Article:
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ZiL 130 is Cooler, Heavier Than All of Your Christmas Toys Combined

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Remember those light, flimsy Tonka trucks that you had a kid, and that you now see at antique stores for $245.00 plus tax? Well, this isn’t one of those trucks. Oh no. This is a gigantic scale model of a ZiL 130 V1 with an OdAZ-885 semitrailer that’s nearly three feet long. Made in Russia from the early 1970s onward, these were made out of steel so thick you couldn’t dent it with a hammer, weighed as much as a typewriter, and featured amazing detailing.

ZiL (Zavod imeni Likhacheva) was a longtime producer of trucks and limousines, with the ZiL 130 being its staple truck from 1962 till just a few years ago. A V8-powered truck, the midsize ZiL 130 spawned a huge number of versions, ranging from the 3-axle ZiL 133 with a KamAZ diesel engine, to the 6×6 ZiL 131 army truck, in addition to the hundreds of different bodies and equipment that were fitted to the base ZiL 130 chassis. While the ZiL factory itself didn’t produce the ZiL toys, being busy building the real thing and whatnot, the neighboring Moscow-based passenger car maker AZLK did.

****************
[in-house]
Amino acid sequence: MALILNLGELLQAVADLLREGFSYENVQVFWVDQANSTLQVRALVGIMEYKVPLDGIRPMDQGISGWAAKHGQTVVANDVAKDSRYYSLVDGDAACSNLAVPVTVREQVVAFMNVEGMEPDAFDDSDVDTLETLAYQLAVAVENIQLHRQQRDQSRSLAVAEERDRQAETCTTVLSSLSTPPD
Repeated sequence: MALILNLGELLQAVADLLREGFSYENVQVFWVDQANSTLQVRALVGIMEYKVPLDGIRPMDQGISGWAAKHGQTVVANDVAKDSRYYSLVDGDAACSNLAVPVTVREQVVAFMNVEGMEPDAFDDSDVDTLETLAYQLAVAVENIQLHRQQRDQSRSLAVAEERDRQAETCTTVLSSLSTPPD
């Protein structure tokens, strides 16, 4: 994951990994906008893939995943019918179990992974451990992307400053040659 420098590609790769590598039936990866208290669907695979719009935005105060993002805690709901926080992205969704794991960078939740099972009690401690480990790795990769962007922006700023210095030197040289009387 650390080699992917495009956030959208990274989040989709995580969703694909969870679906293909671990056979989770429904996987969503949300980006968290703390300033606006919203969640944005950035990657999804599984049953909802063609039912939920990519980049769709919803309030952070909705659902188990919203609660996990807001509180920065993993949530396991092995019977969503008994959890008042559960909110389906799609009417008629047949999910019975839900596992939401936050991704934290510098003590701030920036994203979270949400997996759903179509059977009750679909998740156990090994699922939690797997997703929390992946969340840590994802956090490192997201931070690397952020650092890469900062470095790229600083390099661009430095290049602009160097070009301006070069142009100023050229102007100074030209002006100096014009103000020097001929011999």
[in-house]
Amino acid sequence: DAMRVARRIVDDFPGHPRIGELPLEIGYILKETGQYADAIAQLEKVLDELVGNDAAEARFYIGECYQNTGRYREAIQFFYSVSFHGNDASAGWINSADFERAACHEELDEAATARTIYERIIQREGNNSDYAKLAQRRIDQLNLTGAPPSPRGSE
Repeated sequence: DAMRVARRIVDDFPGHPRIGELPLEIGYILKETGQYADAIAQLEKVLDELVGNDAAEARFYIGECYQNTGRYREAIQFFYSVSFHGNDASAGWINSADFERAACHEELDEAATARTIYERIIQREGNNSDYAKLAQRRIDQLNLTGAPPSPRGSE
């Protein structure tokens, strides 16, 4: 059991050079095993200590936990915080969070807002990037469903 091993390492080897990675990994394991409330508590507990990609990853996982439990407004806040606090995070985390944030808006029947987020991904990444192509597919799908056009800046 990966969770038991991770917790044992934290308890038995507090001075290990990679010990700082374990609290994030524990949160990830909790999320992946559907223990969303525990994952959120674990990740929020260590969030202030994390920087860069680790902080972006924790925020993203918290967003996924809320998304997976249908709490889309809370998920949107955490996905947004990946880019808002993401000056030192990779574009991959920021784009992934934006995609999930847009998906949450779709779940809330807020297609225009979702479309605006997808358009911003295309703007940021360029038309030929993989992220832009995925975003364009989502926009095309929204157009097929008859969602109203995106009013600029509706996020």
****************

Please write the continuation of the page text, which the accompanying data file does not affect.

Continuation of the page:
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V.I.S.I.T. – Alfa Romeo GTV6

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I’d imagine there isn’t a hoon around who hasn’t lusted after an Alfa GTV6 at some point. Even I remember trying to convince myself that I could handle the maintenance on these while admiring a gleaming GTV6 at Greenwich Concours, saying to myself “If anything breaks, I would just buy the part on eBay and bolt it in myself. Hah, how hard can it be?” A tall order perhaps, but a man can dream. But hey, some people maintain these all by themselves, without expert intervention (of Santo Spadaro) or mining for unobtainium in the vast stretches of the eBays. And a couple weekends a year they take their prized machine to a concours, where people marvel at the concept of a running, non-rusted, concours condition GTV6, and say to themselves “I could totally get one of these. And if anything breaks, I would just buy the part on eBay and bolt it in myself!”

Well, as you can see in the first image, this example is far from a concours-grade one, but it is running, as I assume it arrived at this spot all by itself. The GTV6 above appears to, umm, have lost some structural integrity along the way, but that’s okay. It is used in the winter months after all, and that alone deserves our respect.

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V.I.S.I.T. – AMC Concord Station Wagon

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Now here’s a real classic (in our sense of the word) and a candidate for the pantheon of all things Hoon. This is none other than an AMC Concord station wagon, which I saw for sale some time ago in Connecticut. Sadly, this fine machine is no longer for sale, though I hope the owner decided to not part with it after all.